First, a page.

1. Jane Austen is hilariously funny, particularly in mocking the rituals of manners, politeness, empty admiration, false modesties, class hierarchy and ambition, and courtship. She would've fit right in with most of my pals.
2. I love the 1813 wordplay, with regular use of such language as:
a) "gratulation," a word once independent of the prefix "con-" and surely based on the same root as
b) "in the mean while," once two words. "Meanwhile's" former incarnation emphasized that it was a common, mean thing to have to wait for a person, a letter, etc.
c) "style" spelled as "stile" and "stayed" as "staid." They really liked the letter i back then.
d) "condescending" is a postive characteristic. It is admired, for example, that a lady of high rank (in this case, Lady Catherine de Bourgh (!) 'descends' from her rank to share dinner or conversation or compliments with people who are 'lower' than her. She is much admired for meeting people 'on their level.'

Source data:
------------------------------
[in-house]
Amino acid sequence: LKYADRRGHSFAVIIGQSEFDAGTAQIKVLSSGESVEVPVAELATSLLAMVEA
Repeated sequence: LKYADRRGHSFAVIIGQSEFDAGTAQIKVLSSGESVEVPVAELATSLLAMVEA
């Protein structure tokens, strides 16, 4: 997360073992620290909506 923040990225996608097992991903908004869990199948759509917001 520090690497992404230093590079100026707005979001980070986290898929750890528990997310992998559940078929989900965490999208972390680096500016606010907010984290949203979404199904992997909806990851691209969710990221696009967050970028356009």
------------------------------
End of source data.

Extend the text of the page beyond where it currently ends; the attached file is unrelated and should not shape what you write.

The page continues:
3. So much of the story is told in dialogue and in letters … Austen's very good about placing the story fully in the hands of the characters themselves. This is particularly important for closing distance between the reader and the ensemble cast. Also, in dialogue, Austen lets some of the characters hang themselves–commentary isn't needed to reveal the absurdities.
4. I love that family homes have names: "Longbourn," "Hunsford," "Lucas Lodge." Takes me back to the days as a kid, when, upon reading Anne of Green Gables, I attempted to name my family's home something along the lines of "Clark Court." Despite days of awkwardly referring to my home in that way, it did not catch on.
5. The characters play whist. Just like it's nothing.
That's for starters, at least, about why I'm enjoying this book so much. And you should know that I first shared these thoughts in an email to the guy who wrote this great poem.